Tuesday, May 22, 2007

Giving a speech or firing a machine gun?

Why do some speakers rattle off words like they were firing a machine gun?

It could be one or two of the following reasons below:

1. force of habit

2. nervousness

3. poor self-confidence

4. lack of know-how on the subject

Speaking too fast is definitely a no-no in effective public speaking. Speak at a normal rate, not rattling nor mumbling like an idiot. Never, never eat your words. This is what happens when you speak like you are being chased by rabid dogs. Why? What's the hurry? Are you trying to imply that you have a lot to say and that 7 minutes is not enough to say them? Oh, come on, don't give me that. The best oratorical speeches are delivered in 7 minutes in good diction, loaded content, and with appropriate gestures---and that's where you see public speaking at its best because the orators exhibit proper public speaking skills.

So don't tell me you just need so much time to say everything so you give the audience the "machine gun".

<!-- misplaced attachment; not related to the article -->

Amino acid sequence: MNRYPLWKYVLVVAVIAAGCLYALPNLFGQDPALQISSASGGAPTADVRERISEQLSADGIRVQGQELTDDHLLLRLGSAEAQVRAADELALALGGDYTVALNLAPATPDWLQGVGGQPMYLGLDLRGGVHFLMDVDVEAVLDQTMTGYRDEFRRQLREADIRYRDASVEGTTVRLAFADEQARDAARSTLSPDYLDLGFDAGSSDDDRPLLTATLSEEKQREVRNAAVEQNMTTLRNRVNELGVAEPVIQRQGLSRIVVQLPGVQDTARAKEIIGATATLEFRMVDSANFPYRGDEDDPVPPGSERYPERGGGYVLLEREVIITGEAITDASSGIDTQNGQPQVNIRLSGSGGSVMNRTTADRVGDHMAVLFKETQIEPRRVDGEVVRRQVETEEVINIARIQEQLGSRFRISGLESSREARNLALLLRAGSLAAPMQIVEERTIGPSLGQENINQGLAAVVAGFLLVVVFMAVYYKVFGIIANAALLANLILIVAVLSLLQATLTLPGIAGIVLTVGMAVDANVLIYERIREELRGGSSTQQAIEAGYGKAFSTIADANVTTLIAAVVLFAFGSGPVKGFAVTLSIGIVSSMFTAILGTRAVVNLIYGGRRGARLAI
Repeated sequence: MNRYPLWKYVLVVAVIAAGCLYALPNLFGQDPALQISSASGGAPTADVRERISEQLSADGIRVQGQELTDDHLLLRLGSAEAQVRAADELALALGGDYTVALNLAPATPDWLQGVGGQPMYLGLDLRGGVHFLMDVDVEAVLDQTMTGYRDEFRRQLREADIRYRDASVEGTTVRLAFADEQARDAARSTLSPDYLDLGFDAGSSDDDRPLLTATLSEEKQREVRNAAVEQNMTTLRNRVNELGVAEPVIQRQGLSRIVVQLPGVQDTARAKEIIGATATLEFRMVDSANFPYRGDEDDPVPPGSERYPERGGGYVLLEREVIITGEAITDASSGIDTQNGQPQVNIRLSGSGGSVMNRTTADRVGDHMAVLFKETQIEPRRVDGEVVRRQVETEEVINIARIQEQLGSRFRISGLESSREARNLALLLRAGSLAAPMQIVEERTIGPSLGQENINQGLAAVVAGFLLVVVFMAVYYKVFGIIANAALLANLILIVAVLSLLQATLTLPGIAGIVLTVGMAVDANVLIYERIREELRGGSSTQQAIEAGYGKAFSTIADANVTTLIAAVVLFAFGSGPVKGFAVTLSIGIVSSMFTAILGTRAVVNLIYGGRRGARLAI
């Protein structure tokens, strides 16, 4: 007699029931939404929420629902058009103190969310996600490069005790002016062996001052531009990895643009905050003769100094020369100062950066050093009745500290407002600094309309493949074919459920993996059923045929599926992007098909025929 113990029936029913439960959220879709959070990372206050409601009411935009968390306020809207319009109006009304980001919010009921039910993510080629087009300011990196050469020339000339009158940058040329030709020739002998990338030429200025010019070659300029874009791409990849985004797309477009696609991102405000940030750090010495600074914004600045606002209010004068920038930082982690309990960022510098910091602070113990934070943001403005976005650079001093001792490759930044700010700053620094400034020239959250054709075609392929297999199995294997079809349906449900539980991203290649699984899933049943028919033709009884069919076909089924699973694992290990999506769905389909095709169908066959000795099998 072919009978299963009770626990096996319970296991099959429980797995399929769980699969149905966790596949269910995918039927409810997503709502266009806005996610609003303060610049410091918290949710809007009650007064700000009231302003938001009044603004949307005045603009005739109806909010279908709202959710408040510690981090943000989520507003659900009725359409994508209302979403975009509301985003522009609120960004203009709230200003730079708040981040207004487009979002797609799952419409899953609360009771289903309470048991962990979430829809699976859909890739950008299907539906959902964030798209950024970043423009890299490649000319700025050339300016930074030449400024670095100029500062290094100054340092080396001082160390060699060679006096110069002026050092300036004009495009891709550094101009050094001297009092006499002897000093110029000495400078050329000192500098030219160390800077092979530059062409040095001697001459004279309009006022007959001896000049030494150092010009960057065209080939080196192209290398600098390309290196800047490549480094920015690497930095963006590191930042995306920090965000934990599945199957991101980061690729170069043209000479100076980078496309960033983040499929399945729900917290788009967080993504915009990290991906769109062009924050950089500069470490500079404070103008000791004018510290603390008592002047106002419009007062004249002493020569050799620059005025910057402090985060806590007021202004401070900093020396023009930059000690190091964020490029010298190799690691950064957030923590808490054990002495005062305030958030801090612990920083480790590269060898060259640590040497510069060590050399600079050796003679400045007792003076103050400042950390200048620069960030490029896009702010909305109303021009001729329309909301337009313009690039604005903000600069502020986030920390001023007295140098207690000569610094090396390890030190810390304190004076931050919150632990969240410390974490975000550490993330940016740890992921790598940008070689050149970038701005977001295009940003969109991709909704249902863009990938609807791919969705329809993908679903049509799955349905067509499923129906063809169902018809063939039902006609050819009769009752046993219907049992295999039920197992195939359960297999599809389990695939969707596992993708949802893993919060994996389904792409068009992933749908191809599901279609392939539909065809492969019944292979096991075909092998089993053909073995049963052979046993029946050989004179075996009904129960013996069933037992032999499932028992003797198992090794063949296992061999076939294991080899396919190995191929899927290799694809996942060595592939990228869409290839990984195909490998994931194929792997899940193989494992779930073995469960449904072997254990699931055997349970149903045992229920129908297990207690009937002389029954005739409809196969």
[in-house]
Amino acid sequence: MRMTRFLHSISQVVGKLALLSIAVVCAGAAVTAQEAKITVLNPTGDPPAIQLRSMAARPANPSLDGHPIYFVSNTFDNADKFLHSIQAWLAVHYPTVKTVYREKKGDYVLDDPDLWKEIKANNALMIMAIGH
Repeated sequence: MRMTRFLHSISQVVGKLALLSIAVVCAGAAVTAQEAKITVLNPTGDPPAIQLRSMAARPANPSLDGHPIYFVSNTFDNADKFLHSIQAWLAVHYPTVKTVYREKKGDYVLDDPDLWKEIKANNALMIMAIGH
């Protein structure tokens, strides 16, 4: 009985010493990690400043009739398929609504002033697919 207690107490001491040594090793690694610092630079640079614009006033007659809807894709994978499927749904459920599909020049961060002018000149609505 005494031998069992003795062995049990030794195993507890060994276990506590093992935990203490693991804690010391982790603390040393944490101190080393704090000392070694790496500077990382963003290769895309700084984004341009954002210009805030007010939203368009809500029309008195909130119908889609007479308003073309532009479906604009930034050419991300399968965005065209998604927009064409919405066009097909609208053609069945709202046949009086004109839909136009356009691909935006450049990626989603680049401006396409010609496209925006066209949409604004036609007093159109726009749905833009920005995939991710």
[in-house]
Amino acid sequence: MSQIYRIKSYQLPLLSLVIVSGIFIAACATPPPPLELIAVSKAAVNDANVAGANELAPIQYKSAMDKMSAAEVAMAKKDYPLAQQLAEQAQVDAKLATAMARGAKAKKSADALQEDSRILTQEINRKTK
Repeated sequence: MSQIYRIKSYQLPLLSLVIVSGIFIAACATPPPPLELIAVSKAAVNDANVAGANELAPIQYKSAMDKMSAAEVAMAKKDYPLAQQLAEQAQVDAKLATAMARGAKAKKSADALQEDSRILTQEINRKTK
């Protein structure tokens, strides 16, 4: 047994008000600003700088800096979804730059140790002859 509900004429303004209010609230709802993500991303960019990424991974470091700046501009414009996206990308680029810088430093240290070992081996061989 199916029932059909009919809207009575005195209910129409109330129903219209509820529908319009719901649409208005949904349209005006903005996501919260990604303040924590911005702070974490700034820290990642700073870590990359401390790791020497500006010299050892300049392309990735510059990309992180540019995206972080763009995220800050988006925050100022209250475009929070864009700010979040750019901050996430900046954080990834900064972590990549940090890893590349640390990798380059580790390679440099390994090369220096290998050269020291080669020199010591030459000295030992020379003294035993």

The primary goal of a public speaker is to convince the audience, to make the audience nod in agreement to what he is saying and in doing so, the speaker employs the necessary skills to achieve this goal.

Speak with conviction, with power, with enthusiasm. Speaking fast will not achieve this effect. Have the right stance and poise so necessary in convincing people. How do you expect people to believe in what you say if you slouch, bounce, rock and fire the machine gun?

Rate is important. Space your words and phrases properly---don't go too slow either, but definitely not too fast.

If you have a big audience, give time for your words and voice to travel to their ears. Convince them, look them in the eyes, take your time, give your message straight from your heart, mean what you say.

If you've got a nut that is hard to crack, you will remain where you are.

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